qcatool - command line tool for the Qt Cryptographic Architecture
qcatool is a command line tool for performing various cryptographic operations
with the Qt Cryptographic Architecture (QCA). qcatool can also be used for
testing and debugging QCA.
qcatool has a range of options and commands. You only ever get to use one
command, but you may use several, one or no options.
As noted above, these are all optional, and may be combined.
- Specify the password to use. This is probably a bad idea except for
testing, because anyone can read the arguments to a command line
- Specify the new password to use for password change with the key
changepass and keybundle changepass commands. This is probably
a bad idea except for testing, because anyone can read the arguments to a
command line application.
- Specify additional certificates, not trusted, but which may be used in the
trust path if appropriate trust can be established.
- Specify additional certificates which can be used as trusted (root)
- Disable use of the standard root certificates that are provided by the
- Disable prompting for passwords/passphrases. If you do not provide the
passphrase on the command line (with --pass or --newpass)
this will cause qcatool to abort the command if a password/passphrase is
- If outputting certificate information fields (Distinguished Name and
Subject Alternative Name), show them in same the order that they are
present in the certificate rather than in a friendly sorted order.
- Enable additional output to aid debugging.
- Log to the specified file.
- Log at the specified level. The log level can be between 0 (none) and 8
- When S/MIME signing, do not bundle the signer's certificate chain inside
the signature. This results in a smaller signature output, but requires
the recipient to have all of the necessary certificates in order to verify
- help, --help, -h
- Output usage (help) information.
- version, --version, -v
- Output version information.
- List available plugins. Use the --debug option to get more
information on plugins which are found and which ones actually
- config save [provider]
- Save provider configuration. Use this to have the provider's default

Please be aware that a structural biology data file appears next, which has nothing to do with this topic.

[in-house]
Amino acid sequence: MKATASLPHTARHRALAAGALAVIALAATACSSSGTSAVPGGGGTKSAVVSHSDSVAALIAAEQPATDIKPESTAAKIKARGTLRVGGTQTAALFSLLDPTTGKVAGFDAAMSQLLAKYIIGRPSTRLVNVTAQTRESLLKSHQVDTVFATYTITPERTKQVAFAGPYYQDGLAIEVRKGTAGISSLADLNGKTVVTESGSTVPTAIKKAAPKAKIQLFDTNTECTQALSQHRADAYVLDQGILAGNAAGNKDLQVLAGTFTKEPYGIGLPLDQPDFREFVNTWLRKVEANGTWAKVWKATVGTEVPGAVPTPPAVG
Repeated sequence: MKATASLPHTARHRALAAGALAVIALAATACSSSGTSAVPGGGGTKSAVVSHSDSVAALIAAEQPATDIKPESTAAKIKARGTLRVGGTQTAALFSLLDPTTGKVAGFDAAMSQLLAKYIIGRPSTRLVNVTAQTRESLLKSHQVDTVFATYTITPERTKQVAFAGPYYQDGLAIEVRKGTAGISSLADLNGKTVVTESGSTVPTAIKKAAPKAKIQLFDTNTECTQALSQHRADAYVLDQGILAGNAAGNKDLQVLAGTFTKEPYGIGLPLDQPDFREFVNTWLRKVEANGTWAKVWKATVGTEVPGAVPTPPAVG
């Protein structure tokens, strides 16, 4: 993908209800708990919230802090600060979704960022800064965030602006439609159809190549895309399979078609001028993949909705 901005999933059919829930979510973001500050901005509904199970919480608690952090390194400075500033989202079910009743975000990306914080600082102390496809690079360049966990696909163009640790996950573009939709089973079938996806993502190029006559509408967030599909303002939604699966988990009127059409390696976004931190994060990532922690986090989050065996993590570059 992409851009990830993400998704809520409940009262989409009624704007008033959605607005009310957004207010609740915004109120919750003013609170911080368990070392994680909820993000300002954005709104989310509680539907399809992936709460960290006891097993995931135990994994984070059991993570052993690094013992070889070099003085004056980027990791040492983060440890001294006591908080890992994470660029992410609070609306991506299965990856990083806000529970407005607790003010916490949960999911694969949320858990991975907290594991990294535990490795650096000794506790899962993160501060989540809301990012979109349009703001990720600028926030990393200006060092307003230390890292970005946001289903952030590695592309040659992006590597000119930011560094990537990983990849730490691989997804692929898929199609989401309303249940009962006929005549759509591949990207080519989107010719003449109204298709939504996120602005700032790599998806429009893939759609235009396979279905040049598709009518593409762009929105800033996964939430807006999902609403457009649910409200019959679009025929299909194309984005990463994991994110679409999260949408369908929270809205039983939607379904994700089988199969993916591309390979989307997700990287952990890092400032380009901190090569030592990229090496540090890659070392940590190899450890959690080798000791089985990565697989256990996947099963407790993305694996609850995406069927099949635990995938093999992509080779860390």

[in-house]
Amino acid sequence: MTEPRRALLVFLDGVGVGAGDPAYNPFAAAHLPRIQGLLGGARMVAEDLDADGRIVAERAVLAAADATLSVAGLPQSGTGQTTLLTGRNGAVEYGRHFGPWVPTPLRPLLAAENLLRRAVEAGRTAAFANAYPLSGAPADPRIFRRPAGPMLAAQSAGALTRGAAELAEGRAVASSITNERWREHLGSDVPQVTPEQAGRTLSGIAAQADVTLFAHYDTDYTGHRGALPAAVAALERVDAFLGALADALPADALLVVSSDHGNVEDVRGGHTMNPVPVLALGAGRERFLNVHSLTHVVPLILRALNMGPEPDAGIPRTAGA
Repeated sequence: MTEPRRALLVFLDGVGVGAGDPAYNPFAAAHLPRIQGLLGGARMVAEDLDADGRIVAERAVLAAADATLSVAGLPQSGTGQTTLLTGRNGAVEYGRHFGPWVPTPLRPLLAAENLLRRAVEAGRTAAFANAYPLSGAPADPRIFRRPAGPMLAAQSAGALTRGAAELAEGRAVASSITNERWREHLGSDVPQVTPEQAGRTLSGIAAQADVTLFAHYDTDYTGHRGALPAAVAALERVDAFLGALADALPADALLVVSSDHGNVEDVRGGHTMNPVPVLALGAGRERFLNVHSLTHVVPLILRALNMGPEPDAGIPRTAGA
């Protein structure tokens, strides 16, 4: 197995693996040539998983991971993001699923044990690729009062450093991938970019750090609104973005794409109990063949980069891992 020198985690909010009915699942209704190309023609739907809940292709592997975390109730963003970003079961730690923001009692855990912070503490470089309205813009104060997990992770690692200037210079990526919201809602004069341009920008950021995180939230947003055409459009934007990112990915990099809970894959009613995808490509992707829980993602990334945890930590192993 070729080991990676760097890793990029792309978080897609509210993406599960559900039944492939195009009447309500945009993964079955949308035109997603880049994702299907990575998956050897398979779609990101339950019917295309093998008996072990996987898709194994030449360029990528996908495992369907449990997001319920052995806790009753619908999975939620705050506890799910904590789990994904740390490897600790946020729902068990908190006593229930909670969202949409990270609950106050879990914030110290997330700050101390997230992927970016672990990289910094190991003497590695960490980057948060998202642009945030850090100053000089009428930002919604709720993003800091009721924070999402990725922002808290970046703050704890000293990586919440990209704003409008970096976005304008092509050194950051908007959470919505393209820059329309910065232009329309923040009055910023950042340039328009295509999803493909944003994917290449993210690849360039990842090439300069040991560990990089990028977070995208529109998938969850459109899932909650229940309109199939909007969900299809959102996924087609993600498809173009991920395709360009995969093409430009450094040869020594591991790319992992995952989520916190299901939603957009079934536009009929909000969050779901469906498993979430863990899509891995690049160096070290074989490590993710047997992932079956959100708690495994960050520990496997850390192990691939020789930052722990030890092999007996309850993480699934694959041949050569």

configuration written to persistent storage, which you can then edit by
- config edit [provider]
- Edit provider configuration. The changes are written to persistent
- key make rsa|dsa [bits]
- Create a key pair
- key changepass [K]
- Add/change/remove passphrase of a key
- cert makereq [K]
- Create certificate request (CSR)
- cert makeself [K]
- Create self-signed certificate
- cert makereqadv [K]
- Advanced version of 'makereq'
- cert makeselfadv [K]
- Advanced version of 'makeself'
- cert validate [C]
- Validate certificate
- keybundle make [K] [C]
- Create a keybundle
- keybundle extract [X]
- Extract certificate(s) and key
- keybundle changepass [X]
- Change passphrase of a keybundle
- keystore list-stores
- List all available keystores
- keystore list [storeName]
- List content of a keystore
- keystore monitor
- Monitor for keystore availability
- keystore export [E]
- Export a keystore entry's content
- keystore exportref [E]
- Export a keystore entry reference
- keystore addkb [storeName] [cert.p12]
- Add a keybundle into a keystore
- keystore addpgp [storeName] [key.asc]
- Add a PGP key into a keystore
- keystore remove [E]
- Remove an object from a keystore
- show cert [C]
- Examine a certificate
- show req [req.pem]
- Examine a certificate request (CSR)
- show crl [crl.pem]
- Examine a certificate revocation list
- show kb [X]
- Examine a keybundle
- show pgp [P|S]
- Examine a PGP key
- message sign pgp|pgpdetach|smime [X|S]
- Sign a message
- message encrypt pgp|smime [C|P]
- Encrypt a message
- message signencrypt [S] [P]
- PGP sign & encrypt a message
- message verify pgp|smime
- Verify a message
- message decrypt pgp|smime ((X) ...)
- Decrypt a message (S/MIME needs X)
- message exportcerts
- Export certs from S/MIME message
The arguments to the commands are as follows.
K = private key.
C = certificate.
X = key bundle.
P = PGP public key.
S = PGP secret key.
E = generic entry.
These must be identified by either a filename or a keystore reference
qcatool was written by Justin Karneges as part of QCA. This manual page was
written by Brad Hards.